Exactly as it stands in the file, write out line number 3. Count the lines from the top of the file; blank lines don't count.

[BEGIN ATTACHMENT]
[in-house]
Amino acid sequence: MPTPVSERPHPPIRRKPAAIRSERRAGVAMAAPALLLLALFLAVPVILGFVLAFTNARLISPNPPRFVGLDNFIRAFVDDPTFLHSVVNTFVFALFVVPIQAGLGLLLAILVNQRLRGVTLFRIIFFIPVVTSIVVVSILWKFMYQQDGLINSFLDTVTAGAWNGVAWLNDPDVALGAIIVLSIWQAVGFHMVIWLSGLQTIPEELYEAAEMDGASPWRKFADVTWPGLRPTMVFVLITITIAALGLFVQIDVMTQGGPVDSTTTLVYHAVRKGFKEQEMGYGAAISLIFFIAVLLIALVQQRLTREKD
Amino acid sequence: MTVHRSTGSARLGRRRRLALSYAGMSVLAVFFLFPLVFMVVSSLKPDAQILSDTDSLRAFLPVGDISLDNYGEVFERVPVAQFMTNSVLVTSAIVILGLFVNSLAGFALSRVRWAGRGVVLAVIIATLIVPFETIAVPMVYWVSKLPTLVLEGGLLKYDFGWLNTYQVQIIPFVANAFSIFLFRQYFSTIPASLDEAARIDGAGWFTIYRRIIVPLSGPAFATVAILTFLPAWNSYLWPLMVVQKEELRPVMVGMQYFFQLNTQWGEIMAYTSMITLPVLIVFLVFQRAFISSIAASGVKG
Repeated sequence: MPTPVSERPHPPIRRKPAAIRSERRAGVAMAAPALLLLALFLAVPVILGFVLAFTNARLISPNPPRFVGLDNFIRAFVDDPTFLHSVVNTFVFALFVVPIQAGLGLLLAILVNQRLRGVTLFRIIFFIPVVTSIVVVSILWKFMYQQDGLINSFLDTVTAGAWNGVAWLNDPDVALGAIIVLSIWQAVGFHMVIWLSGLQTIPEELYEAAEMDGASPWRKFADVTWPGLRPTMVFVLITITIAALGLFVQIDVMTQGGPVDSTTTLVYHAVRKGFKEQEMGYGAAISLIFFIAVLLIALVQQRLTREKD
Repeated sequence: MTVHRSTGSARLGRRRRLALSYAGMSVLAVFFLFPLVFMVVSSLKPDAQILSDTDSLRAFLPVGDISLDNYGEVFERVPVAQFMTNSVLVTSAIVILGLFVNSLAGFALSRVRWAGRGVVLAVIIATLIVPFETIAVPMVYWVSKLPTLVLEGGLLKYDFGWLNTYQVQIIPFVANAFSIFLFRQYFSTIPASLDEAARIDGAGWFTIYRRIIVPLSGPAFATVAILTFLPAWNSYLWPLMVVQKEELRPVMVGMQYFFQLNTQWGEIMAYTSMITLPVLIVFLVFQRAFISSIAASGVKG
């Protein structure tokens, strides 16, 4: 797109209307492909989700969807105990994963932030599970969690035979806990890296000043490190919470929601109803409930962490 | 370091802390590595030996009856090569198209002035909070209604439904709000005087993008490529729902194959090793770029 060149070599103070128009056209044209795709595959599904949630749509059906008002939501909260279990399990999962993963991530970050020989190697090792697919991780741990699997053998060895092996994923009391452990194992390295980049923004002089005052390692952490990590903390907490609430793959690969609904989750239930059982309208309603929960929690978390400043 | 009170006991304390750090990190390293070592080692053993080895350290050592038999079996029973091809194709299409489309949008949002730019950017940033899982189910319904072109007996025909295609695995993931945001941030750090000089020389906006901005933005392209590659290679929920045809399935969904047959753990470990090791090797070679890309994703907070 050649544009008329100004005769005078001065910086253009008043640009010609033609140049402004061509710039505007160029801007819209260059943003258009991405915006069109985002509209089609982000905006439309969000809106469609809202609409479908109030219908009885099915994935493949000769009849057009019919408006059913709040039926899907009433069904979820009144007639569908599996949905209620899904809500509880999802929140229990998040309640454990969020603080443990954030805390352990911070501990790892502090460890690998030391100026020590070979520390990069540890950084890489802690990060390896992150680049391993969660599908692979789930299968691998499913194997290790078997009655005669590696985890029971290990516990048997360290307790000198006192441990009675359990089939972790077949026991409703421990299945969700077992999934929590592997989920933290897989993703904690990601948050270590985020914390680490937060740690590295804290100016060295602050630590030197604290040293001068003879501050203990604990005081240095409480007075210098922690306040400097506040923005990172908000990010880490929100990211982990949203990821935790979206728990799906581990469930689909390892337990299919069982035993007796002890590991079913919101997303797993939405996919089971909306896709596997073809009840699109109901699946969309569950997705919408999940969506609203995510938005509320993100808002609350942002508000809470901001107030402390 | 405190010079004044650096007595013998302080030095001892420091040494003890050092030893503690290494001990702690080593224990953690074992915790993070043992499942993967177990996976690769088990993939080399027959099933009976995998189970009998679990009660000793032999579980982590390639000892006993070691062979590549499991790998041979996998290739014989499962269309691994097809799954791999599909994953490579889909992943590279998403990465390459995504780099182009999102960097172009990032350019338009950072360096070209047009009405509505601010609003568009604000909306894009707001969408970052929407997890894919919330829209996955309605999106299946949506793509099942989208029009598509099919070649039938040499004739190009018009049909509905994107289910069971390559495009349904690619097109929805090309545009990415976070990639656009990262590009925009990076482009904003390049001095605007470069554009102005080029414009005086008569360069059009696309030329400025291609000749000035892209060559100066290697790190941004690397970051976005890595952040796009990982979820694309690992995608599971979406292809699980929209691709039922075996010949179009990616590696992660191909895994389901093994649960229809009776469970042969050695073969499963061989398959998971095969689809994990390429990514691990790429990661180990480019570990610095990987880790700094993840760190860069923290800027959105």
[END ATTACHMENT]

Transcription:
Amino acid sequence: MTVHRSTGSARLGRRRRLALSYAGMSVLAVFFLFPLVFMVVSSLKPDAQILSDTDSLRAFLPVGDISLDNYGEVFERVPVAQFMTNSVLVTSAIVILGLFVNSLAGFALSRVRWAGRGVVLAVIIATLIVPFETIAVPMVYWVSKLPTLVLEGGLLKYDFGWLNTYQVQIIPFVANAFSIFLFRQYFSTIPASLDEAARIDGAGWFTIYRRIIVPLSGPAFATVAILTFLPAWNSYLWPLMVVQKEELRPVMVGMQYFFQLNTQWGEIMAYTSMITLPVLIVFLVFQRAFISSIAASGVKG